Parkers overall rating: 4.1 out of 5 4.1
  • Efficient four-cylinder petrols and diesels
  • Simplified engine range from 2021
  • Best for performance is the 300hp petrol

The engine range was simplified down to three choices as part of the 2021 facelift, with one mild hybrid diesel and two petrol engines. All are 2.0-litre, turbocharged four-cylinder units and come with an eight-speed automatic gearbox.

All-wheel drive brings the benefit of additional traction and stability in poor conditions and is available as an option on the diesel, but comes fitted as standard on the most powerful petrol. These systems do add weight, though, meaning they are slightly slower and less efficient.

Powering the bulk of Jaguar XF saloons will be the 204hp mild hybrid diesel, designed to deliver high efficiency without sacrificing performance. It takes 7.6 seconds to get from 0-62mph, with a top speed of 146mph. The all-wheel drive version takes 7.8 seconds and has a slightly lower 143mph top speed.

While this engine isn’t particularly characterful, it is at least refined, flexible and eager to rev. With 430Nm of torque, there’s plenty of muscle and it doesn’t even feel off the pace compared with the more powerful D240 option that was previously available.

Jaguar XF Ingenium engine

That said, the automatic transmission plays a big part when it comes to accessing the engine’s performance. Whether you want to execute a quick overtaking manoeuvre or ease up to motorway speeds, its decision-making is a strong point – knowing whether to change down a gear or to simply make use of the engine’s torque. This is a genuinely good all-rounder and if you want maximum flexibility and effortlessness, it’s the way to go.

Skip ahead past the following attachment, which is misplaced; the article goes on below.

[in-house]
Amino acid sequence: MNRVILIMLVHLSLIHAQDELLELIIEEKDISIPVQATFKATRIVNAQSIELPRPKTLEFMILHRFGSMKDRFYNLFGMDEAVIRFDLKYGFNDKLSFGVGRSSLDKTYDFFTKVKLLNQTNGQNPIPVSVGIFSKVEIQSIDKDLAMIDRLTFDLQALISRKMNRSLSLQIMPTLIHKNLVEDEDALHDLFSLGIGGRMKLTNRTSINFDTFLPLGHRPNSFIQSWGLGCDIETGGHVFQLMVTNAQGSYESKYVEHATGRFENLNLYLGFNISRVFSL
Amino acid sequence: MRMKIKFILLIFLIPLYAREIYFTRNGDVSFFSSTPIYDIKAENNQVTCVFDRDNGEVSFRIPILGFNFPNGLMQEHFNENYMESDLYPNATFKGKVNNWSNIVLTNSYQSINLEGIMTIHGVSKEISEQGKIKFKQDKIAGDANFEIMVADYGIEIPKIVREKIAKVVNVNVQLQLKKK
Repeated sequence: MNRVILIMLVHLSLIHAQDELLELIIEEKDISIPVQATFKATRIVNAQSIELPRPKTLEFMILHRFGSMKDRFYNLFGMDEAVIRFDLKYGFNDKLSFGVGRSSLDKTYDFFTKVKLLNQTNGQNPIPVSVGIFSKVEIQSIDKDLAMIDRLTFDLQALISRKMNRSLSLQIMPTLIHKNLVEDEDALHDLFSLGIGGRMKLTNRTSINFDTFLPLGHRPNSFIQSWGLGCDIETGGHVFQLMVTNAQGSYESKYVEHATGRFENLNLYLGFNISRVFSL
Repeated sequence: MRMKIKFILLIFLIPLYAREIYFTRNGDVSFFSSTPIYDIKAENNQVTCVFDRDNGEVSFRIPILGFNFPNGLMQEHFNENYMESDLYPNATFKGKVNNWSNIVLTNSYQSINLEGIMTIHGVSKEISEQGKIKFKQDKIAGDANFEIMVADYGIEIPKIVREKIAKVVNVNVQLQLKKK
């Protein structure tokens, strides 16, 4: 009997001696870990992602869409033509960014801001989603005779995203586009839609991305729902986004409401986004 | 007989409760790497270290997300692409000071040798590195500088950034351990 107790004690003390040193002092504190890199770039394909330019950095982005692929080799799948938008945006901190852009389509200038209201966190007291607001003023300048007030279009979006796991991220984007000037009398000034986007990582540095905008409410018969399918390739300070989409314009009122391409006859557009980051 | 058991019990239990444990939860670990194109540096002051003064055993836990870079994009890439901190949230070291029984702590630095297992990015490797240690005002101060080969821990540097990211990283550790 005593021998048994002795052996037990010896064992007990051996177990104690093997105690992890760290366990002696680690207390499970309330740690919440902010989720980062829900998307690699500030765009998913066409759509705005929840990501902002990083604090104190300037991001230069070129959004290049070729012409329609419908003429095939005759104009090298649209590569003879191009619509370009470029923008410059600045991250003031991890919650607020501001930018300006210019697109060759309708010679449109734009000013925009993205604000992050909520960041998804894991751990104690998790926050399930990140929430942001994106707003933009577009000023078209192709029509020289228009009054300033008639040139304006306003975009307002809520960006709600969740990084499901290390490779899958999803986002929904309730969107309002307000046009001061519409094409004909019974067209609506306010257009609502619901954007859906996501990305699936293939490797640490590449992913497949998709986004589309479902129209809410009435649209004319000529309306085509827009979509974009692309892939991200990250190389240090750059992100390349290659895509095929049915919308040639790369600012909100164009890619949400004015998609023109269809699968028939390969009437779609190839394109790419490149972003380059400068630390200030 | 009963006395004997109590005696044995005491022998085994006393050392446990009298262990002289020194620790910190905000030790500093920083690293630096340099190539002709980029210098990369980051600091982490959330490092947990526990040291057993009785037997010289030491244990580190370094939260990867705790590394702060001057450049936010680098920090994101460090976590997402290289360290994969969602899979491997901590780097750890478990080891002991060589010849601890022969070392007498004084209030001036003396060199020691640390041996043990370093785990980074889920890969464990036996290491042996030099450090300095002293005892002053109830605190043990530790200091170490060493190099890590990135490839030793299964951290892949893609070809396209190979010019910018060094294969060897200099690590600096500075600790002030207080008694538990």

Two petrol alternatives

The base P250 petrol engine produces 250hp and 365Nm of torque, which is offered in conjunction with rear-wheel drive. The 0-62mph dash takes 6.9 seconds and it can reach 155mph.

At the top of the petrol range is the 300hp P300, which also produces a stout 400Nm of torque. Only offered with all-wheel drive, this reaches 62mph in 6.1 seconds, and will carry on to a limited 155mph.

Engines no longer available

There used to be a wider range of diesel engines, starting with the 2.0-litre producing 163hp and 380Nm of torque, coming with the choice of a standard six-speed manual or optional automatic gearbox. The manual version gets from 0-62mph in 9.8 seconds, while the automatic version does the same in 9.1 seconds. On the efficiency front, there’s very little difference – although emissions for the automatic version are slightly higher at 135g/km of CO2 compared to 124g/km of CO2.

Choose the 180hp version of the engine and top speed climbs to 136mph, while the 0-62mph time for the manual version drops to 9.2sec. The automatic is quicker still and takes 8.4sec to hit 62mph from a standstill.

The 2.0-litre diesel engine fitted with two turbos produces 240hp and 500Nm of torque. All-wheel drive and an automatic gearbox is standard, and the 0-62mph sprint is dispatched in a suitably swift 6.9 seconds. Flat out, this version will do 153mph.

You could argue that those stats render the heavier and more complicated 3.0-litre diesel redundant. It puts out 300hp and a whopping 700Nm, which allows this V6 XF to get from 0-62mph in 6.4 seconds.